Make Sure Your Equipment is Up to the Test
Training isn't just for accumulating mileage. Long rides help you sort out all the logistics and comfort issues that accompany a day in the saddle. Use your endurance training to test your equipment and food. Do your shorts chafe? Is your seat comfortable enough on those longer rides? What kind of energy bars and sports drinks go down easily? Training is also the time to get comfortable in a group. If you're apprehensive about group riding, opt to ride the century on your own or with a friend.
Don't Overdo It
Resist the urge to cram extra training into the week of the event. You're much better off riding fewer miles and starting the century rested rather than rolling out with heavy tired legs. Cut your mileage by at least half in the 6 days before the ride.
Be Sure to Check Out the Course Beforehand
Find out about the course too. Is it hilly? Are headwinds probable? Severe conditions can add more than an hour to your finishing time. Pack emergency food and make sure your gearing is low enough for the terrain. Check to see how many rest stops are provided, where are they and what's on the menu. If you can't stomach the foods or drinks being offered, carry your own. Or make arrangements with non-riding friends to supply you along the way. Usually, they must not drive on the course because vehicles pose a hazard to riders, but they can use adjacent roads to meet you at rest stops or in towns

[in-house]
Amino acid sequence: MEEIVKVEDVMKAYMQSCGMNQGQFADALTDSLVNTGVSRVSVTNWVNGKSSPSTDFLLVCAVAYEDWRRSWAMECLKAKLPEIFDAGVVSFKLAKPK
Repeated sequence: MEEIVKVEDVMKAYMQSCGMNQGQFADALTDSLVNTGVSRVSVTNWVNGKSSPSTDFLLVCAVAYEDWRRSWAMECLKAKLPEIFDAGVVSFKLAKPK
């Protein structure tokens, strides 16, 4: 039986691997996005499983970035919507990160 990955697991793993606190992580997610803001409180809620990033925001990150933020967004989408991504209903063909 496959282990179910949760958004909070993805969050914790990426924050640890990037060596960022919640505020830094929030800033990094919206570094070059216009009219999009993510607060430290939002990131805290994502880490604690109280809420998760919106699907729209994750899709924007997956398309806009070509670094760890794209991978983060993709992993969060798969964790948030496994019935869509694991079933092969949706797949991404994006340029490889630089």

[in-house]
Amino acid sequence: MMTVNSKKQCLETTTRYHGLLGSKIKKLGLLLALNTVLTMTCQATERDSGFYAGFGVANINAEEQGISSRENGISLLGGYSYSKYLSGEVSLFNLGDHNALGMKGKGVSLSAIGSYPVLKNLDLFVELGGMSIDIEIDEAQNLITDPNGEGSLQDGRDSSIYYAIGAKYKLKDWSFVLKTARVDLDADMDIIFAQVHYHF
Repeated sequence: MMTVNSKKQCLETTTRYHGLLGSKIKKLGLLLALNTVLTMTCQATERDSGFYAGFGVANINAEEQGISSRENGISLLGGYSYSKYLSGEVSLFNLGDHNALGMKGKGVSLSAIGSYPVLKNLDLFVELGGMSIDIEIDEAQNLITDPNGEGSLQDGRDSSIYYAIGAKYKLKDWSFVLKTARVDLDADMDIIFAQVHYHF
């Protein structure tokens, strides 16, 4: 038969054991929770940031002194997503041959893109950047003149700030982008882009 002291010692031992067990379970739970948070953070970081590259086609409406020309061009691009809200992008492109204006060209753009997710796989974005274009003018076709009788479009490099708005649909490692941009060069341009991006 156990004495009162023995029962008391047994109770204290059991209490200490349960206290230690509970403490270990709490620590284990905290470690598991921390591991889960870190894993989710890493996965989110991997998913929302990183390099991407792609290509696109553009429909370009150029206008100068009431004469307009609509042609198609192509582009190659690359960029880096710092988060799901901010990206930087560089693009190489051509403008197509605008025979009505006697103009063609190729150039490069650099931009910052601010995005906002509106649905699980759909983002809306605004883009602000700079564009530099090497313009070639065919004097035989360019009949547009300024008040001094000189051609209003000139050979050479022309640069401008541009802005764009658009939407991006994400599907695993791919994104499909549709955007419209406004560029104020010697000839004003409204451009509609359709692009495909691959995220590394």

Train smart, have a great ride and let us know if we can help with a tune-up, accessories or a nice new bicycle!
This article is provided courtesy of RoadBikeRider.com and was written by its co-founder Fred Matheny. Fred was the Training and Fitness Editor of Bicycling Magazine for a decade, has written many books on cycling including Fred Matheny's Complete Book of Road Bike Training; and is a world-record-holding roadie.